Monday, February 05, 2007


Sydney FC - The Report Card, Part 3

8. Ruben Zadkovich

Always willing. Enthusiastic. Energetic.

Ultimately, it must be admitted, pretty average.

Seeing plenty of action in midfield early in the season as Sydney’s injury list piled up, he showed that he wasn’t quite the talisman he was believed to be after last season’s bright beginning. His passing was dismal, his shooting ordinary. Yet he moved off the ball somewhat more purposefully than some of his comrades, and did occasionally take part in genuinely incisive moves. His best game of the season was the 4-1 win over Adelaide at Hindmarsh, in which he combined well with the day’s hero, Benito Carbone.

Later in the season, he found employment at right-back, and the position appeared to suit him, to some extent. More mobile than Iain Fyfe, and much better going forward, one simply wondered what would happen when his defensive capacities were truly tested.

Well, we got the answer on Friday, when Zadkovich simply floundered. Three fearful defensive errors, two of which cost goals, left a bad taste in the mouths of Sydney FC fans.

Yet he’s still young, and there is room for improvement. Right-back may yet prove a good home for the ebullient youngster. 6/10.

9. David Zdrilic

In some ways, Zdrilic can consider himself the unlucky man this season. In the middle rounds, he was producing the sort of form Sydney FC fans had been hoping for from him for some time; his fine goal against New Zealand in November was indicative of his play in the weeks leading up to the game.

Yet Butcher eventually settled on Alex Brosque as his lone striker, and Zdrilic was relegated to the sidelines again. Zdrilic often takes a while to get into a game, and so it was hardly a surprise that his substitute appearances thereafter were less than influential.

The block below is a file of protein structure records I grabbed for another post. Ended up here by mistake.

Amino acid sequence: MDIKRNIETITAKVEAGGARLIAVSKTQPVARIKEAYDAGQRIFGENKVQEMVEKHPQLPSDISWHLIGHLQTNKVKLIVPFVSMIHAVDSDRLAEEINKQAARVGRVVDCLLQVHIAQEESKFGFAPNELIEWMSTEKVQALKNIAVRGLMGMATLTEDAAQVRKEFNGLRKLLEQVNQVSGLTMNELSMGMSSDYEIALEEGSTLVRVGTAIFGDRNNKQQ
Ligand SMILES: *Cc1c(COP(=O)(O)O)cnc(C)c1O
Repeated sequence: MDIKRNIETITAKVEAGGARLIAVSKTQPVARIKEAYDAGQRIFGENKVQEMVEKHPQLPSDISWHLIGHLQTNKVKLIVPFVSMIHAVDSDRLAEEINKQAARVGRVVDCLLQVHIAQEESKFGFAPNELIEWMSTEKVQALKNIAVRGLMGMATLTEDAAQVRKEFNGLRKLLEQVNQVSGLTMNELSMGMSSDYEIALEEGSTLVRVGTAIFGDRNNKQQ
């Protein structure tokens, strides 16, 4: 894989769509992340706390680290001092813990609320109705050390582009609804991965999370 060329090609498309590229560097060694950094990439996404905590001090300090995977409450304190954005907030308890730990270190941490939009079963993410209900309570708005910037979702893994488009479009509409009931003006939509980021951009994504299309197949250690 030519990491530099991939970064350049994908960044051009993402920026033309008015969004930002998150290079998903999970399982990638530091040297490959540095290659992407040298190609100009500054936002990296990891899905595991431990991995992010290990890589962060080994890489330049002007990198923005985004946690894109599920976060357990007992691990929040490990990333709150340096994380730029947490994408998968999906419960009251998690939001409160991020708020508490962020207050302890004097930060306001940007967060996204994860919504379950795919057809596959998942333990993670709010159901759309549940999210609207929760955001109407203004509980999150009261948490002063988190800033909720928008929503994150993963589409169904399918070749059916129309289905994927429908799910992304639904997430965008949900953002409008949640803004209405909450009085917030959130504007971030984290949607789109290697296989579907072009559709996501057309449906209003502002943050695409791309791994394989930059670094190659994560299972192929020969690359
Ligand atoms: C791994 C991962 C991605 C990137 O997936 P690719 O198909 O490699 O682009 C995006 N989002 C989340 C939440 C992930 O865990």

It should be remembered, though, that the mid-season spell followed a fairly ordinary run of performances from Zdrilic early in the piece. He, like many others, suffered from the second-half slumps that affected the team throughout the season.

Strong, good in the air, a capable finisher and reasonably good at holding the ball up, his touch continued to disappoint at times. As most Sydney fans would tell you, he’s not as bad as he’s made out to be, but perhaps not worth what he’s being paid. 6.5/10.

10. Steve Corica


Although he has clearly slowed down, Corica was once again the main creative spark – indeed, often the only creative spark – in a largely prosaic side.

Architect of Sydney’s two goals against Newcastle in the minor semi-final first leg. Provider for that crucial goal against Perth in Round 17. Scorer of another vital goal against Perth, which was absurdly ruled out for offside, in Round 3.

During his period on the outer towards the middle of the season, Sydney missed him badly (especially after Carbone, Sydney’s other creative force, had departed the scene). When Corica came back into the team, in Round 14, his impact was immediate; he laid on the winner for Mark Rudan, and had a typically influential afternoon.

Sydney’s final game of the season, the ill-fated minor semi-final second leg, was typical of their season in many ways, but particularly so in that Corica, along with Clint Bolton, was the only player in blue who could truly hold his head high after the game. 8/10.

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